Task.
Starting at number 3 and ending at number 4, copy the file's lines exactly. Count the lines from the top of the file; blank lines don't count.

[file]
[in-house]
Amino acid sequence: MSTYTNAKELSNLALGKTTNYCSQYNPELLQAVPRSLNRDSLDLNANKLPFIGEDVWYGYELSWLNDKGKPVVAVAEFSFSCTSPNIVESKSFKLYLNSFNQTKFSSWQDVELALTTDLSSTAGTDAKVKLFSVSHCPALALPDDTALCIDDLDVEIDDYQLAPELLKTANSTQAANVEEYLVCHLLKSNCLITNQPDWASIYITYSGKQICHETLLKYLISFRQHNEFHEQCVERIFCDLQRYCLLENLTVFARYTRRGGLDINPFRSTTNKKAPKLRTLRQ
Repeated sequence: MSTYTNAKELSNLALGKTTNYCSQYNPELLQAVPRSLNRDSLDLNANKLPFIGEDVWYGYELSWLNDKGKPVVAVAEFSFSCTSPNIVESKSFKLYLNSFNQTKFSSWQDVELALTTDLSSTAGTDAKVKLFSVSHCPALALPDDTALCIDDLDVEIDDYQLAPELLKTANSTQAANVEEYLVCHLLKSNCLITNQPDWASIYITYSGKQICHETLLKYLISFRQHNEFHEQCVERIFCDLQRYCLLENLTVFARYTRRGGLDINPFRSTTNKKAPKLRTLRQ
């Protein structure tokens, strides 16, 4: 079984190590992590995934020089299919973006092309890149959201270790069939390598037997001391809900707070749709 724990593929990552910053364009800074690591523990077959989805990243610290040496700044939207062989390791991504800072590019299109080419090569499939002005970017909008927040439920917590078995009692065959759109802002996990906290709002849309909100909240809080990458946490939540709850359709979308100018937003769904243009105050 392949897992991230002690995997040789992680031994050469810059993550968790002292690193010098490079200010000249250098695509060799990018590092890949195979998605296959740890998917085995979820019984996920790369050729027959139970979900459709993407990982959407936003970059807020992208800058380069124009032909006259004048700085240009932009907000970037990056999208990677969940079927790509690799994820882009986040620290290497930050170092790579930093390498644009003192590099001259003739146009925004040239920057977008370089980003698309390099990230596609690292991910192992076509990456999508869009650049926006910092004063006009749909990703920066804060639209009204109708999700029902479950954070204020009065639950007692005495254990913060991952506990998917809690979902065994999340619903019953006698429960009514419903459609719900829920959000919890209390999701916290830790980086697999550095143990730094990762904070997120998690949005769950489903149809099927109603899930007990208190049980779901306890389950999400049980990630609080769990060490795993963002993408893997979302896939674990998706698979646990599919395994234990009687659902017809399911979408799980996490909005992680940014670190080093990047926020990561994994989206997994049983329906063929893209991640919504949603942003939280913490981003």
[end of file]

Repeated sequence: MSTYTNAKELSNLALGKTTNYCSQYNPELLQAVPRSLNRDSLDLNANKLPFIGEDVWYGYELSWLNDKGKPVVAVAEFSFSCTSPNIVESKSFKLYLNSFNQTKFSSWQDVELALTTDLSSTAGTDAKVKLFSVSHCPALALPDDTALCIDDLDVEIDDYQLAPELLKTANSTQAANVEEYLVCHLLKSNCLITNQPDWASIYITYSGKQICHETLLKYLISFRQHNEFHEQCVERIFCDLQRYCLLENLTVFARYTRRGGLDINPFRSTTNKKAPKLRTLRQ
């Protein structure tokens, strides 16, 4: 079984190590992590995934020089299919973006092309890149959201270790069939390598037997001391809900707070749709 724990593929990552910053364009800074690591523990077959989805990243610290040496700044939207062989390791991504800072590019299109080419090569499939002005970017909008927040439920917590078995009692065959759109802002996990906290709002849309909100909240809080990458946490939540709850359709979308100018937003769904243009105050 392949897992991230002690995997040789992680031994050469810059993550968790002292690193010098490079200010000249250098695509060799990018590092890949195979998605296959740890998917085995979820019984996920790369050729027959139970979900459709993407990982959407936003970059807020992208800058380069124009032909006259004048700085240009932009907000970037990056999208990677969940079927790509690799994820882009986040620290290497930050170092790579930093390498644009003192590099001259003739146009925004040239920057977008370089980003698309390099990230596609690292991910192992076509990456999508869009650049926006910092004063006009749909990703920066804060639209009204109708999700029902479950954070204020009065639950007692005495254990913060991952506990998917809690979902065994999340619903019953006698429960009514419903459609719900829920959000919890209390999701916290830790980086697999550095143990730094990762904070997120998690949005769950489903149809099927109603899930007990208190049980779901306890389950999400049980990630609080769990060490795993963002993408893997979302896939674990998706698979646990599919395994234990009687659902017809399911979408799980996490909005992680940014670190080093990047926020990561994994989206997994049983329906063929893209991640919504949603942003939280913490981003």